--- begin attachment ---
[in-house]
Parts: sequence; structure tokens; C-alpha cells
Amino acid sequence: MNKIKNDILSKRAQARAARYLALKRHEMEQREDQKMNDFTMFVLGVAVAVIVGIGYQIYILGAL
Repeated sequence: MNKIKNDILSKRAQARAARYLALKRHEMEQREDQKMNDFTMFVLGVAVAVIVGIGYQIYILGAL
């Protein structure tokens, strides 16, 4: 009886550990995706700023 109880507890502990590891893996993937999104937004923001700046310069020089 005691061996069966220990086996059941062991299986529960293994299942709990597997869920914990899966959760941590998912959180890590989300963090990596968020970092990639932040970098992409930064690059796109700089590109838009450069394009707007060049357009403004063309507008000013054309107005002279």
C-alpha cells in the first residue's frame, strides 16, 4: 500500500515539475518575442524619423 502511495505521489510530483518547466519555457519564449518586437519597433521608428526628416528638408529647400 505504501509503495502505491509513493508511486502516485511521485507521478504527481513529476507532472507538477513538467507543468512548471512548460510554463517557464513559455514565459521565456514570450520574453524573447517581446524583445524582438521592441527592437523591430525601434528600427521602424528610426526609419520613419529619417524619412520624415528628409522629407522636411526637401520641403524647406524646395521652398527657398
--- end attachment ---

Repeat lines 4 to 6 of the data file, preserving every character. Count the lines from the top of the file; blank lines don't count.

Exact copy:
Repeated sequence: MNKIKNDILSKRAQARAARYLALKRHEMEQREDQKMNDFTMFVLGVAVAVIVGIGYQIYILGAL
């Protein structure tokens, strides 16, 4: 009886550990995706700023 109880507890502990590891893996993937999104937004923001700046310069020089 005691061996069966220990086996059941062991299986529960293994299942709990597997869920914990899966959760941590998912959180890590989300963090990596968020970092990639932040970098992409930064690059796109700089590109838009450069394009707007060049357009403004063309507008000013054309107005002279």
C-alpha cells in the first residue's frame, strides 16, 4: 500500500515539475518575442524619423 502511495505521489510530483518547466519555457519564449518586437519597433521608428526628416528638408529647400 505504501509503495502505491509513493508511486502516485511521485507521478504527481513529476507532472507538477513538467507543468512548471512548460510554463517557464513559455514565459521565456514570450520574453524573447517581446524583445524582438521592441527592437523591430525601434528600427521602424528610426526609419520613419529619417524619412520624415528628409522629407522636411526637401520641403524647406524646395521652398527657398